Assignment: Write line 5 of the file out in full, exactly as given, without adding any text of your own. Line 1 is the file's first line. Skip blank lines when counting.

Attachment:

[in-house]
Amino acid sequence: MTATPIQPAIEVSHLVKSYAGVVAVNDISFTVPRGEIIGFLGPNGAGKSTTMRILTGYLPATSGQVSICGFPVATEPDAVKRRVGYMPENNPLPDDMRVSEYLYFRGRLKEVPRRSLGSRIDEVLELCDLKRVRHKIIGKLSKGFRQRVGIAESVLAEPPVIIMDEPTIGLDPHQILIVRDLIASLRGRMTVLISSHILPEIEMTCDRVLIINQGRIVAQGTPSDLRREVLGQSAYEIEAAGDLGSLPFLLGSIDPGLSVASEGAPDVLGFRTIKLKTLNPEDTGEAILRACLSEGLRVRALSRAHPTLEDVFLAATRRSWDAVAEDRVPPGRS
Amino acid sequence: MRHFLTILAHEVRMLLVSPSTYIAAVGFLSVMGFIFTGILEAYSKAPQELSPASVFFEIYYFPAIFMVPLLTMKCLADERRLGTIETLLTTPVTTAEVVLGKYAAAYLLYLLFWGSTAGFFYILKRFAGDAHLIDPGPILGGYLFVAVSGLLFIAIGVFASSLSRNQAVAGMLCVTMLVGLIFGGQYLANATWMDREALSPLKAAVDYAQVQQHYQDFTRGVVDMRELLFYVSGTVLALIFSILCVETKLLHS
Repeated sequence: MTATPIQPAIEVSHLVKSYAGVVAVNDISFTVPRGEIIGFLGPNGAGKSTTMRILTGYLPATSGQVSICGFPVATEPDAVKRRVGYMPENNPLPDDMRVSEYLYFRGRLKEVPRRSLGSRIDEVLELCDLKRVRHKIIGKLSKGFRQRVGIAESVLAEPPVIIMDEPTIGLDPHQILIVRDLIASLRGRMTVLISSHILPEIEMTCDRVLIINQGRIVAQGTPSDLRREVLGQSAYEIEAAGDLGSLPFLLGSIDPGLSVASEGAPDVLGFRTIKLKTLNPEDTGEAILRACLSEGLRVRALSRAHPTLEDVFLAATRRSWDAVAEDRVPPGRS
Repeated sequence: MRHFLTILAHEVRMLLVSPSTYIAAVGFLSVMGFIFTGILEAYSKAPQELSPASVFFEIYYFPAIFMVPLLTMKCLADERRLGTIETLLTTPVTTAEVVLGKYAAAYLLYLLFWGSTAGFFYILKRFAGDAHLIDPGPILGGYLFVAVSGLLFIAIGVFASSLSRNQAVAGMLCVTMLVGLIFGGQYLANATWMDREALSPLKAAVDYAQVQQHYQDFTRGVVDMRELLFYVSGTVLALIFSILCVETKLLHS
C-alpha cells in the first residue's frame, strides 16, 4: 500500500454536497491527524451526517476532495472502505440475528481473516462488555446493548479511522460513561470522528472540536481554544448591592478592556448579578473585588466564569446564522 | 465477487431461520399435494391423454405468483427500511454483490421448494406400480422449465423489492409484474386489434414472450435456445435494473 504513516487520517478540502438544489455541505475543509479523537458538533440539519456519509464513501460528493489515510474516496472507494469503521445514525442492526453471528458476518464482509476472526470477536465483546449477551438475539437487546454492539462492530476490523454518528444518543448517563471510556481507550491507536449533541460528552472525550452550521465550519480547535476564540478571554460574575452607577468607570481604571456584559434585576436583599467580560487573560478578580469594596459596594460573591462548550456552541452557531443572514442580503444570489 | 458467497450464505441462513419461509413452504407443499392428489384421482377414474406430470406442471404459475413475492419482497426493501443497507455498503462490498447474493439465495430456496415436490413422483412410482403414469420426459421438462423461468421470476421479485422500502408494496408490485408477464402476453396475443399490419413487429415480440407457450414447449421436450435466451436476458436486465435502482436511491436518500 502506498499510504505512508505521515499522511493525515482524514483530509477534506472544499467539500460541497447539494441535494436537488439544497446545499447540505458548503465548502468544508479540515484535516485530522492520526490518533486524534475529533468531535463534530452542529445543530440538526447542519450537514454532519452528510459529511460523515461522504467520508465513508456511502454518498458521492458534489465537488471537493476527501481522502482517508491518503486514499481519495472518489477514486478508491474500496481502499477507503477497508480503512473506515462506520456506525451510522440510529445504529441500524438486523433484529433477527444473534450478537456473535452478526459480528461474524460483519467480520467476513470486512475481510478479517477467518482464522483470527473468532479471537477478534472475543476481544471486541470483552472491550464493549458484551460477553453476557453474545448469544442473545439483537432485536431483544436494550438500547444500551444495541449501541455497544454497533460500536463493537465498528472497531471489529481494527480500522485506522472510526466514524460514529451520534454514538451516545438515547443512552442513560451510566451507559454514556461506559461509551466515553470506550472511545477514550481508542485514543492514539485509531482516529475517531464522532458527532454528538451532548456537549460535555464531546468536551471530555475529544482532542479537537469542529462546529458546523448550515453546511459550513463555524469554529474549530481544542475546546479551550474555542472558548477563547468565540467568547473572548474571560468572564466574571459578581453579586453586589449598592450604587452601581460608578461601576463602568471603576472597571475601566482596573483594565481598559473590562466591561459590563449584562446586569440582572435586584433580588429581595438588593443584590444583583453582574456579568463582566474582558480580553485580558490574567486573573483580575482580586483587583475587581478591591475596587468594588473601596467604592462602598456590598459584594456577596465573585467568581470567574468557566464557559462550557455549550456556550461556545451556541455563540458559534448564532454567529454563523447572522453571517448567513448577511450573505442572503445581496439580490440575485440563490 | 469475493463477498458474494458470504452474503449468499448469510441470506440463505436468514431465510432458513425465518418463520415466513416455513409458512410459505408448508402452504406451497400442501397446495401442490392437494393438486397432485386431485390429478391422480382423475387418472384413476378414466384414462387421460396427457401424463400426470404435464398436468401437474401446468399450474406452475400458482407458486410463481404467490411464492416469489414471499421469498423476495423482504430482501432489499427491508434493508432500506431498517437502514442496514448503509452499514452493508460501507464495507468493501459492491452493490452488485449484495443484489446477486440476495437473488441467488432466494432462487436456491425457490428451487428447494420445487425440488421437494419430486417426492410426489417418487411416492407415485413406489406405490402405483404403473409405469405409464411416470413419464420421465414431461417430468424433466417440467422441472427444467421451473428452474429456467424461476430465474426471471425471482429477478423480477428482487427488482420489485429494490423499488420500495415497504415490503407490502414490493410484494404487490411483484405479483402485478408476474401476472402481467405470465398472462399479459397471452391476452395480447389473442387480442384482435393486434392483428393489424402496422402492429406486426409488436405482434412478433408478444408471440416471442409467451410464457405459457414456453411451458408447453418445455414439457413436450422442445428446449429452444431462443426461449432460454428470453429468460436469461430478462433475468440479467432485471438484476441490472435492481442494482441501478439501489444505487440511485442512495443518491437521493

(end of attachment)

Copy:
Repeated sequence: MRHFLTILAHEVRMLLVSPSTYIAAVGFLSVMGFIFTGILEAYSKAPQELSPASVFFEIYYFPAIFMVPLLTMKCLADERRLGTIETLLTTPVTTAEVVLGKYAAAYLLYLLFWGSTAGFFYILKRFAGDAHLIDPGPILGGYLFVAVSGLLFIAIGVFASSLSRNQAVAGMLCVTMLVGLIFGGQYLANATWMDREALSPLKAAVDYAQVQQHYQDFTRGVVDMRELLFYVSGTVLALIFSILCVETKLLHS